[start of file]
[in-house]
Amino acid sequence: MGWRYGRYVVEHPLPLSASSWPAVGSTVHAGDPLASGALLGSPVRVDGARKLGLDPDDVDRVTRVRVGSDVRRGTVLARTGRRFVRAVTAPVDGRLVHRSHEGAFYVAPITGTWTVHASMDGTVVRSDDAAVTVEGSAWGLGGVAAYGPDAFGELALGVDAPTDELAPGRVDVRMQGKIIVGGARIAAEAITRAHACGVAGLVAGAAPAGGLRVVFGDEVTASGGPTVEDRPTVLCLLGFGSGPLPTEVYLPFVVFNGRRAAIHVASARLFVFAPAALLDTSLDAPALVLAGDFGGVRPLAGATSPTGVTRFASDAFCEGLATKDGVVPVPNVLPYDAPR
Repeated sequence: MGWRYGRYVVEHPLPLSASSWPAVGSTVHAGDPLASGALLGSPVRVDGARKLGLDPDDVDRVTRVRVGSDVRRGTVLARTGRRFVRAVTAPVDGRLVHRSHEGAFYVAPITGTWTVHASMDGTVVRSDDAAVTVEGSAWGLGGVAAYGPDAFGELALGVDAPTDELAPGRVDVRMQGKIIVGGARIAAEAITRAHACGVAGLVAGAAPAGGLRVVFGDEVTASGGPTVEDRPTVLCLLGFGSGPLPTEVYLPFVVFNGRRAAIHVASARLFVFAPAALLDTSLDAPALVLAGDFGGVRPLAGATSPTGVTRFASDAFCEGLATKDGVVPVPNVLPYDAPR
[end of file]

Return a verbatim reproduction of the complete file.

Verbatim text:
[in-house]
Amino acid sequence: MGWRYGRYVVEHPLPLSASSWPAVGSTVHAGDPLASGALLGSPVRVDGARKLGLDPDDVDRVTRVRVGSDVRRGTVLARTGRRFVRAVTAPVDGRLVHRSHEGAFYVAPITGTWTVHASMDGTVVRSDDAAVTVEGSAWGLGGVAAYGPDAFGELALGVDAPTDELAPGRVDVRMQGKIIVGGARIAAEAITRAHACGVAGLVAGAAPAGGLRVVFGDEVTASGGPTVEDRPTVLCLLGFGSGPLPTEVYLPFVVFNGRRAAIHVASARLFVFAPAALLDTSLDAPALVLAGDFGGVRPLAGATSPTGVTRFASDAFCEGLATKDGVVPVPNVLPYDAPR
Repeated sequence: MGWRYGRYVVEHPLPLSASSWPAVGSTVHAGDPLASGALLGSPVRVDGARKLGLDPDDVDRVTRVRVGSDVRRGTVLARTGRRFVRAVTAPVDGRLVHRSHEGAFYVAPITGTWTVHASMDGTVVRSDDAAVTVEGSAWGLGGVAAYGPDAFGELALGVDAPTDELAPGRVDVRMQGKIIVGGARIAAEAITRAHACGVAGLVAGAAPAGGLRVVFGDEVTASGGPTVEDRPTVLCLLGFGSGPLPTEVYLPFVVFNGRRAAIHVASARLFVFAPAALLDTSLDAPALVLAGDFGGVRPLAGATSPTGVTRFASDAFCEGLATKDGVVPVPNVLPYDAPR